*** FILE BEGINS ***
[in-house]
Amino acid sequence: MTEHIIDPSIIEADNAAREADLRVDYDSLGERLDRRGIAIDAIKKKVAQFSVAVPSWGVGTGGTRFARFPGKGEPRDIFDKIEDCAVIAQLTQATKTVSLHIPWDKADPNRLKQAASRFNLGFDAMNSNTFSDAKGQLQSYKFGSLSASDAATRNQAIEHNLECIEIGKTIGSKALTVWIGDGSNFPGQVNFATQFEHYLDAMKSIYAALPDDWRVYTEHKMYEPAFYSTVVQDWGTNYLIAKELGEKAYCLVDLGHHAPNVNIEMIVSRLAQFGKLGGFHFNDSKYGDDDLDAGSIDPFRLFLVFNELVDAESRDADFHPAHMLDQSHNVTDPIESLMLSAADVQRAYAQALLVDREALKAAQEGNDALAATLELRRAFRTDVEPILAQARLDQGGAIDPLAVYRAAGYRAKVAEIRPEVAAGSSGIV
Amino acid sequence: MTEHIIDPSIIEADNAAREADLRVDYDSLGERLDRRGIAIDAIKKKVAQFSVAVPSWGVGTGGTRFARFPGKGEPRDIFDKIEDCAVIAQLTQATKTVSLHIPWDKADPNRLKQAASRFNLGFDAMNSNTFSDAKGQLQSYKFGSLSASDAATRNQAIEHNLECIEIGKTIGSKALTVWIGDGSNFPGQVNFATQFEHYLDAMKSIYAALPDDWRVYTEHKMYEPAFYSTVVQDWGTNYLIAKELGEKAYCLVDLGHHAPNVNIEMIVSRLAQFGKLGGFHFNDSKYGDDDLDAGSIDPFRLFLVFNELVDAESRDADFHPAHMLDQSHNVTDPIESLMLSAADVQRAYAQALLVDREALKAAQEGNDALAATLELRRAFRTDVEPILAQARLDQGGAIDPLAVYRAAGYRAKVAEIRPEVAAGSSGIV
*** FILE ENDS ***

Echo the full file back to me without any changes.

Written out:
[in-house]
Amino acid sequence: MTEHIIDPSIIEADNAAREADLRVDYDSLGERLDRRGIAIDAIKKKVAQFSVAVPSWGVGTGGTRFARFPGKGEPRDIFDKIEDCAVIAQLTQATKTVSLHIPWDKADPNRLKQAASRFNLGFDAMNSNTFSDAKGQLQSYKFGSLSASDAATRNQAIEHNLECIEIGKTIGSKALTVWIGDGSNFPGQVNFATQFEHYLDAMKSIYAALPDDWRVYTEHKMYEPAFYSTVVQDWGTNYLIAKELGEKAYCLVDLGHHAPNVNIEMIVSRLAQFGKLGGFHFNDSKYGDDDLDAGSIDPFRLFLVFNELVDAESRDADFHPAHMLDQSHNVTDPIESLMLSAADVQRAYAQALLVDREALKAAQEGNDALAATLELRRAFRTDVEPILAQARLDQGGAIDPLAVYRAAGYRAKVAEIRPEVAAGSSGIV
Amino acid sequence: MTEHIIDPSIIEADNAAREADLRVDYDSLGERLDRRGIAIDAIKKKVAQFSVAVPSWGVGTGGTRFARFPGKGEPRDIFDKIEDCAVIAQLTQATKTVSLHIPWDKADPNRLKQAASRFNLGFDAMNSNTFSDAKGQLQSYKFGSLSASDAATRNQAIEHNLECIEIGKTIGSKALTVWIGDGSNFPGQVNFATQFEHYLDAMKSIYAALPDDWRVYTEHKMYEPAFYSTVVQDWGTNYLIAKELGEKAYCLVDLGHHAPNVNIEMIVSRLAQFGKLGGFHFNDSKYGDDDLDAGSIDPFRLFLVFNELVDAESRDADFHPAHMLDQSHNVTDPIESLMLSAADVQRAYAQALLVDREALKAAQEGNDALAATLELRRAFRTDVEPILAQARLDQGGAIDPLAVYRAAGYRAKVAEIRPEVAAGSSGIV